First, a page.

By Steve Urbon
May 06. 2016 6:09PM
NEW BEDFORD — The partially renovated and repaired Seamen’s Bethel and Mariners Home, both with new windows and repaired south exterior walls, will now get a thorough restoration and upgrade to bring it up to the standards expected in the 21st century.
About 50 people sat in chairs on the Bethel’s front lawn Friday to witness the groundbreaking for a $2.7 million project that will make some critical, much-needed changes, said Betsy Pye, president of the Ladies’ Branch of the New Bedford Port Society.
The most dramatic improvement will be the addition of a glass hallway to connect the buildings and provide a place to install an elevator to make it handicapped accessible. Pye recollected that when she was married in the Bethel, the lack of an elevator made it impossible for some of her guests to make it up the stairs to the chapel.
The new elevator, connected to the inconspicuous glass hallway at the rear of the buildings, and not to the buildings directly, will solve that problem for both buildings.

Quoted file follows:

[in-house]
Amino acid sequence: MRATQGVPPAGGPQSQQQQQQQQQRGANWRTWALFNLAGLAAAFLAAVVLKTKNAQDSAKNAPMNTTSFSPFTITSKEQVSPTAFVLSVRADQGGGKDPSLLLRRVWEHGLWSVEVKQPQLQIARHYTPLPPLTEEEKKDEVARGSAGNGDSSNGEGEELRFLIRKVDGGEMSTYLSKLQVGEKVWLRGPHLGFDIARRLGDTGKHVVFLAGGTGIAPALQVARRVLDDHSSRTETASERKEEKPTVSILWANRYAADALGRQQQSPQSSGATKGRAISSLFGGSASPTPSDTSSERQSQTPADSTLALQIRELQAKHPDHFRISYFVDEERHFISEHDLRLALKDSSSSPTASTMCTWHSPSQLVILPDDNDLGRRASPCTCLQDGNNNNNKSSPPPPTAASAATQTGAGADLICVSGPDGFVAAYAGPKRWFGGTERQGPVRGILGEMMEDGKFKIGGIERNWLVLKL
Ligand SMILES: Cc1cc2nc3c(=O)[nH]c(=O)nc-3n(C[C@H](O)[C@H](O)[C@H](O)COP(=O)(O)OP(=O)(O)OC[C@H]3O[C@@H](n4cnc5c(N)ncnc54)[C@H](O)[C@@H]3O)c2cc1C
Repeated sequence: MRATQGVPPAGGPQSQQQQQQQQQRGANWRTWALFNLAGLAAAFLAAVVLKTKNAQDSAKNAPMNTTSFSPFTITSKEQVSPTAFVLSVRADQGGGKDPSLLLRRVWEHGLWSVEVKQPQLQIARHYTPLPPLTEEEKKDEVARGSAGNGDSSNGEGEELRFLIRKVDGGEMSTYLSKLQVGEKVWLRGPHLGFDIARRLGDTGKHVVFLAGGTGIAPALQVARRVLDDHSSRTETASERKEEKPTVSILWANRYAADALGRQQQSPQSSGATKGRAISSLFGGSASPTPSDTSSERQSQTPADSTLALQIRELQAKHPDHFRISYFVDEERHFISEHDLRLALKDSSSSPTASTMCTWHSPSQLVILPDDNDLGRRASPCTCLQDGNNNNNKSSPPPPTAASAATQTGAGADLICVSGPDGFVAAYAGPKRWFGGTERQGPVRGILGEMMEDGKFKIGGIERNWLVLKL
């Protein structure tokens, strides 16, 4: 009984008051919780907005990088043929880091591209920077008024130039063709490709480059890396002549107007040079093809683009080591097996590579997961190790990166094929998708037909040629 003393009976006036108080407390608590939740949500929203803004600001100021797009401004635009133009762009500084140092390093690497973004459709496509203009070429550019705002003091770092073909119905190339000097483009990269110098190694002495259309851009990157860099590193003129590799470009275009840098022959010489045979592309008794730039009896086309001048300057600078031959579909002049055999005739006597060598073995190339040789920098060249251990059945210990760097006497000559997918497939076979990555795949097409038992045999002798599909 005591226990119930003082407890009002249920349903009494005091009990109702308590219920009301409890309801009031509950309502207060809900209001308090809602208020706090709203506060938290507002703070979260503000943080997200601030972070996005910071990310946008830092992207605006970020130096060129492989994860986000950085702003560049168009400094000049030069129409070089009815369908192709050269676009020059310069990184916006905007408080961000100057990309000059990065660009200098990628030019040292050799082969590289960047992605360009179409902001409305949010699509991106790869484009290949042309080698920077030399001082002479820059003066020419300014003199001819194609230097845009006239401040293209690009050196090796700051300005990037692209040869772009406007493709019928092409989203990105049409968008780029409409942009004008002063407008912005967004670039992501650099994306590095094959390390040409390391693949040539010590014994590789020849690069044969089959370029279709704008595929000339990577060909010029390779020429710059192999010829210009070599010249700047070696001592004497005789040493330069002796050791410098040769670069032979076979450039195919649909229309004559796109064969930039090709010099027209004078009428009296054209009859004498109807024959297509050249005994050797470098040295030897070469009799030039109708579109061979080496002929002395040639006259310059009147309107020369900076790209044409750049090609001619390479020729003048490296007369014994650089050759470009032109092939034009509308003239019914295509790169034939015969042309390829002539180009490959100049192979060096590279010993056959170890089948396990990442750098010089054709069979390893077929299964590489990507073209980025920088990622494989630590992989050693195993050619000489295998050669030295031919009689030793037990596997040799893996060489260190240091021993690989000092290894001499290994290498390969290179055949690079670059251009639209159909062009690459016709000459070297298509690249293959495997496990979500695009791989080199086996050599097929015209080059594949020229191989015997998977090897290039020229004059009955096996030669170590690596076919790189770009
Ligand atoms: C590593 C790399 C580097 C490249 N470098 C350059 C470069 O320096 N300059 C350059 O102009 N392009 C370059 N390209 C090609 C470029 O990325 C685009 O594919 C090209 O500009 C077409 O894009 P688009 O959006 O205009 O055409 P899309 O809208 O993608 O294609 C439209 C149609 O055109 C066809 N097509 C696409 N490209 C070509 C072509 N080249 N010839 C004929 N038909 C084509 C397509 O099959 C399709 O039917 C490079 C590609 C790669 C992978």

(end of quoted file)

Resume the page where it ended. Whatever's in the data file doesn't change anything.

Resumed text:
The unwelcome cold, raw weather, a broken ceremonial shovel and a caterer who arrived late didn’t dampen the enthusiasm and pride on the part of those who had a part in the project.
According to Port Society treasurer Bruce Oliveira, the group has raised all but $275,000 of the $2.7 million cost of the project, and will make one final push to put it over the finish line.
Mayor Jon Mitchell, whose grandfather was lost at sea on a fishing boat and whose name is on the wall of the Bethel, remarked on how central the Bethel and Mariners’ Home are to the character of the city. “These are important structures to our city and our city’s identity,” he said. “We have a proud and deep affection for the place. When we take people from out of town to show them the place we gravitate to this general area,” he said. “These buildings say a lot about our people, what we honor and what we treasure.”
When the project is complete in several months, the first floor of the Mariners Home will be the location of a fishing museum curated by the New Bedford Whaling Museum, one of the partners in the restoration project.
The second floor will house the offices of WHALE, the Waterfront Historic Area League, whose executive director of two years, Teri Bernert, was credited for being the catalyst that made the development of the project so successful.
Port Society President Fred Toomey along with Oliveira heaped praise on the Ladies Branch, the major donors, the Whaling Museum and WHALE.
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By Steve Urbon